I knew an artist once who painted nothing but clouds. With their endless richness in texture and color, they provided a challenge and a vehicle for all the shapes he might hide in them. They are among the most constant features of nature, not only on Earth but also on other planets.
Clouds on Earth are made of water—either liquid drops, ice crystals, or both, depending on what type of cloud. The droplets are suspended in the air, sometimes condensing around particles of dust, and remain so until they become large enough by merging to become heavier than the force of the updrafts holding them up; then they fall as rain, snow, sleet, or hail. Then water returns to the atmosphere through evaporation from rivers, lakes, and seas to become new clouds, and the “water cycle” essential for land life on Earth continues.
The scientific study of clouds began with Aristotle (if not before), who wrote Meteorologica, the first known book on meteorology. Meteoros, in ancient Greek, meant “high in the sky” and Aristotle’s usage of the word included all atmospheric phenomena, such as clouds. Aristotle’s student Theophrastus wrote a book on how to forecast the weather by atmospheric signs, such as a halo around the moon. Their books remained the most authoritative sources in meteorology for about 2000 years.
Cloud classification by altitude of occurrence
Our modern classification of clouds was created mainly by scientist Luke Howard in 1803, with a few types added later by others. Howard named the three main cloud shapes: cirrus (wispy), stratus (layered sheets), and cumulus (fluffy). He also named some combinations of these, such as cumulostratus and nimbus—the complex combinations of cloud types typical of thunderstorms. Later meteorologists added further combinations and names for the different subtypes that occur in various layers of the atmosphere.
High cirrus upper-left merging into cirrostratus and some cirrocumulus upper right
Clouds have more functions than decorating the sky and making rain. They play a significant role in regulating climate and have been one of the most problematic unknowns in the effort to predict climate change. On the one hand, clouds cool down the Earth by reflecting the sun’s short-wave light back into space. On the other hand, they also heat up the Earth by absorbing light reflected off the surface and radiating it back down. The cooling effect of clouds seems to be dominating so far, according to NASA.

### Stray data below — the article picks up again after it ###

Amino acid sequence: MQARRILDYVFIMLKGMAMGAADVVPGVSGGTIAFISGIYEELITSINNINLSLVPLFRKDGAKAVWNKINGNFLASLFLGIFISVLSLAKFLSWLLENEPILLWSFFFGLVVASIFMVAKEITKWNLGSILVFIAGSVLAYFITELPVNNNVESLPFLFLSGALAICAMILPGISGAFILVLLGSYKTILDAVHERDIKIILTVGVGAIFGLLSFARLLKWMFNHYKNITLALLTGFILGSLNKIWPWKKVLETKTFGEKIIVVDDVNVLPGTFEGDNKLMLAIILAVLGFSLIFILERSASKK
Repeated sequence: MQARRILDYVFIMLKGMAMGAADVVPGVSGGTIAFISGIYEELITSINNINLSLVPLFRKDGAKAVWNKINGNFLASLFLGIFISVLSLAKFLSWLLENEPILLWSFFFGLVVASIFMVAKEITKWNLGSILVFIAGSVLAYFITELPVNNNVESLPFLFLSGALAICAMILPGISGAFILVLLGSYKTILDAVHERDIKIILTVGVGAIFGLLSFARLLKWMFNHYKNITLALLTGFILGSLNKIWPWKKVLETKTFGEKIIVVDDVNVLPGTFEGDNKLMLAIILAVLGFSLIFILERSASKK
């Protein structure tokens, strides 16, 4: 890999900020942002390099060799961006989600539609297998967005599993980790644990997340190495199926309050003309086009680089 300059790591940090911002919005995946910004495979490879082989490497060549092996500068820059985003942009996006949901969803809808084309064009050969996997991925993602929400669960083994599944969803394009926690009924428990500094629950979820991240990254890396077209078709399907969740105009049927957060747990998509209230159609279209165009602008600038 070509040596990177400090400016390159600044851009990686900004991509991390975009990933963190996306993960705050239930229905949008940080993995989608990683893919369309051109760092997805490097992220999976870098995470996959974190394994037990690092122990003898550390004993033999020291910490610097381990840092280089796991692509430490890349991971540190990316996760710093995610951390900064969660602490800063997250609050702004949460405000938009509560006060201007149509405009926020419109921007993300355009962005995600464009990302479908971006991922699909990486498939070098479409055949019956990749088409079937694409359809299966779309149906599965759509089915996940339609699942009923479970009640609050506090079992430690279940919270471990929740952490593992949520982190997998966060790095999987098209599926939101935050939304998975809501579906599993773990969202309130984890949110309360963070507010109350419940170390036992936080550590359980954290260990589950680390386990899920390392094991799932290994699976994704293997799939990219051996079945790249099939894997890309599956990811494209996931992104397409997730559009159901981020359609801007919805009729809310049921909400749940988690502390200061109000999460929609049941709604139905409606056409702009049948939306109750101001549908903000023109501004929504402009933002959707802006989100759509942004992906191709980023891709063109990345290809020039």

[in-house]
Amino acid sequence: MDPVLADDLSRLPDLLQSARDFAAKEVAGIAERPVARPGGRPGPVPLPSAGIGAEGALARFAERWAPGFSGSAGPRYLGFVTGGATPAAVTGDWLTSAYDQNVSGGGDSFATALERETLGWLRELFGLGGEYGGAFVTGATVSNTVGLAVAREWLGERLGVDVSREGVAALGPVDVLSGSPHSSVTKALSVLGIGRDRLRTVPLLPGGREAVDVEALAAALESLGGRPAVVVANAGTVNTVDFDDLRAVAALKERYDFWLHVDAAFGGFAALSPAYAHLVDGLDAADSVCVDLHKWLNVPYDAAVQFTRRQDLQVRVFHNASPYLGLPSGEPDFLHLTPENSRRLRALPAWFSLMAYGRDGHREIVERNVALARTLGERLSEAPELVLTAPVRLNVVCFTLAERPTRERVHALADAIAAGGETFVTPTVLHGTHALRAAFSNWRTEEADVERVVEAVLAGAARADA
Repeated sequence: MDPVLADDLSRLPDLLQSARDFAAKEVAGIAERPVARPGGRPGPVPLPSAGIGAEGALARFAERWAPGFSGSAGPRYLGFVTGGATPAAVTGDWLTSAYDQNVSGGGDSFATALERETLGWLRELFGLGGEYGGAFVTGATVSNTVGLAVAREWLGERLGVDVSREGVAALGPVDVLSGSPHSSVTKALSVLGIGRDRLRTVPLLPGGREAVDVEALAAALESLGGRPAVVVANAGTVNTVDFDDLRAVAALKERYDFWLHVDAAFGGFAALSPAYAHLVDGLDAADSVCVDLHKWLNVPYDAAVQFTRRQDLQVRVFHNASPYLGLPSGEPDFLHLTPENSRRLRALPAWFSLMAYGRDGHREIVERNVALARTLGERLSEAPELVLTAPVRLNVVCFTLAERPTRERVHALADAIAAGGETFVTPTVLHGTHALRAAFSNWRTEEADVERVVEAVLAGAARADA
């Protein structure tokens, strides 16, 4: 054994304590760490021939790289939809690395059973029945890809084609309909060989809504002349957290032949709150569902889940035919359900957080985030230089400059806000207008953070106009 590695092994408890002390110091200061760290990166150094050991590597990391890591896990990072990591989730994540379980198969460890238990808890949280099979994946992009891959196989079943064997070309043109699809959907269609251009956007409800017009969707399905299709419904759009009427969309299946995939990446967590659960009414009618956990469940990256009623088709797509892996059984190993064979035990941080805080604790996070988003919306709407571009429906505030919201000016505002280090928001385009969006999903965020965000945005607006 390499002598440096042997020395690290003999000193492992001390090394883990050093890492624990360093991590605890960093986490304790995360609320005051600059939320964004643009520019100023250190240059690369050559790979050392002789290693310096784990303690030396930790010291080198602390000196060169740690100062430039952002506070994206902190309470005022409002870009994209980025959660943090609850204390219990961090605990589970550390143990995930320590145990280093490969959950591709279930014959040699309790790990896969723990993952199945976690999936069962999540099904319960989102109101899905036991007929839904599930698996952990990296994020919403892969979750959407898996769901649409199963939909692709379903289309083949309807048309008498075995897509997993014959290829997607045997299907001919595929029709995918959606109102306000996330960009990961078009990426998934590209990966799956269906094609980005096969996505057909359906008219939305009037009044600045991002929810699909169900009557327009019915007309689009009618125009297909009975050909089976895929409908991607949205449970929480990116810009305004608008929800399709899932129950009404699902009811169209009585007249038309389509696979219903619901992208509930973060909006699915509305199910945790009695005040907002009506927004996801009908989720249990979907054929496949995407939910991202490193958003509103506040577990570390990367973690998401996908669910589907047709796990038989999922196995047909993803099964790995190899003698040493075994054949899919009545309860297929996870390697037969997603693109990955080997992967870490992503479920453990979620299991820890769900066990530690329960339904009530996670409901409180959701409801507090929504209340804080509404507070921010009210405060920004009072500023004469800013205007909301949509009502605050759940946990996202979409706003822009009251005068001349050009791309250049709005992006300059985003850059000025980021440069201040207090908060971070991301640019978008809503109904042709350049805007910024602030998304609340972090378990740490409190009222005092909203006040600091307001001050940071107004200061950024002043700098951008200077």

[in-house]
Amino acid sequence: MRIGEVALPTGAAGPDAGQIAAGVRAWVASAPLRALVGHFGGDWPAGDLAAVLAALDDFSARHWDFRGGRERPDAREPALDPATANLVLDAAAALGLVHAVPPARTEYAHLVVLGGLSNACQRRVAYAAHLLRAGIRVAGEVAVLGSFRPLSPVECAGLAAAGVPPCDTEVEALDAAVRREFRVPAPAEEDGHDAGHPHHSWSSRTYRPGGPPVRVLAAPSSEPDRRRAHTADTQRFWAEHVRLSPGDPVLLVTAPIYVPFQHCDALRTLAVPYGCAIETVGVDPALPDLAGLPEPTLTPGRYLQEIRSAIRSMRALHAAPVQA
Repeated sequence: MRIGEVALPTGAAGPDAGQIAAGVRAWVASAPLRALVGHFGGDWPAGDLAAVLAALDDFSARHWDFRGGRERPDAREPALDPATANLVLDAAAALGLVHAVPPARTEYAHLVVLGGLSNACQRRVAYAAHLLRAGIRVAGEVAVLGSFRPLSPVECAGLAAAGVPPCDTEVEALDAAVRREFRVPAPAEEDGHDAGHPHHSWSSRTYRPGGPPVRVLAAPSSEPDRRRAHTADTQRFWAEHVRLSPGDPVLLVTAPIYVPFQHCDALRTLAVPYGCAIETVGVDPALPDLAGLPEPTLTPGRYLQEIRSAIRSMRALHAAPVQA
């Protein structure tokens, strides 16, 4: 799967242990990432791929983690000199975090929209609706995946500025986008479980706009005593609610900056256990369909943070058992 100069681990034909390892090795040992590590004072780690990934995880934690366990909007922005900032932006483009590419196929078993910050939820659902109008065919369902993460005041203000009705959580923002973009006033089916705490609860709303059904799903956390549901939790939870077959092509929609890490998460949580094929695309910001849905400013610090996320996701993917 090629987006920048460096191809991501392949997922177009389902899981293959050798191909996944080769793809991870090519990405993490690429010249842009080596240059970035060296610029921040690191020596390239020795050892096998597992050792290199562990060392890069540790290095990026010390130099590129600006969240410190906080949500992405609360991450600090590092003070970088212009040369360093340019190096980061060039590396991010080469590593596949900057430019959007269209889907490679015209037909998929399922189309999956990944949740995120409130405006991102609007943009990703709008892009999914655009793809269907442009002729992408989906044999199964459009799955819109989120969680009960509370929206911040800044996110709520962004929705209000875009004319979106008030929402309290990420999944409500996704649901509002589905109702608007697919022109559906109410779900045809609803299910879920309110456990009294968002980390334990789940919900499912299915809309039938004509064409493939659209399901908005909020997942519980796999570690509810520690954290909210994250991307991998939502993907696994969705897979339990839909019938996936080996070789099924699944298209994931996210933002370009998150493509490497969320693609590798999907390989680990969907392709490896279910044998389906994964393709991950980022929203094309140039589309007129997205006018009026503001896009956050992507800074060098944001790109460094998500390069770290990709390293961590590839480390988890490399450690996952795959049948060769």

Cumulonimbus cloudscape over Borneo
Storm clouds are special. The reason they’re dark is not because they’re large. We often see large, bright white clouds because water is highly reflective. Storm clouds are dark because the water droplets in them are larger than the drops in white clouds, so they can absorb more light. The colors of clouds result from several different effects. Clouds reflect the colors of the light reaching them through the atmosphere, making them red and orange near dawn and sunset. But greenish and bluish clouds are showing that they contain more water than others, while yellow clouds reveal pollutants in the smoke.
Isolated cumulonimbus cloud over the Mojave Desert, releasing a heavy shower
This is not to say we’d be missing out on clouds if we travel to other worlds. In our solar system, Venus, Jupiter, Saturn, and Uranus also have clouds; in fact, it’s all we can see of them. But their clouds are not made mainly of water. The clouds of Venus are made of sulfur dioxide. The outer layers of clouds around Jupiter and Saturn are made of ammonia. Further inside are hydrogen sulfide and water clouds. Uranus, Neptune, and Saturn’s moon Titan are wrapped in clouds of methane. And some of the planets outside our solar system, such as Kepler 7-b and several others, appear to have clouds as well.
Although ethereal, clouds are an essential part of the natural balance supporting life on Earth, and they are a sign that other worlds have atmospheres and chemical cycles, making life more likely. And hey, it’s also fun to lie on your back and try to see pictures in them.
“Clouds come floating into my life, no longer to carry rain or usher storm, but to add color to my sunset sky.” —Rabindranath Tagorev
“In the presence of eternity, the mountains are as transient as the clouds.” —Robert Green Ingersoll
“The clouds travel like white handkerchiefs of goodbye. The wind, travelling, waving them in its hands.” ―Pablo Neruda
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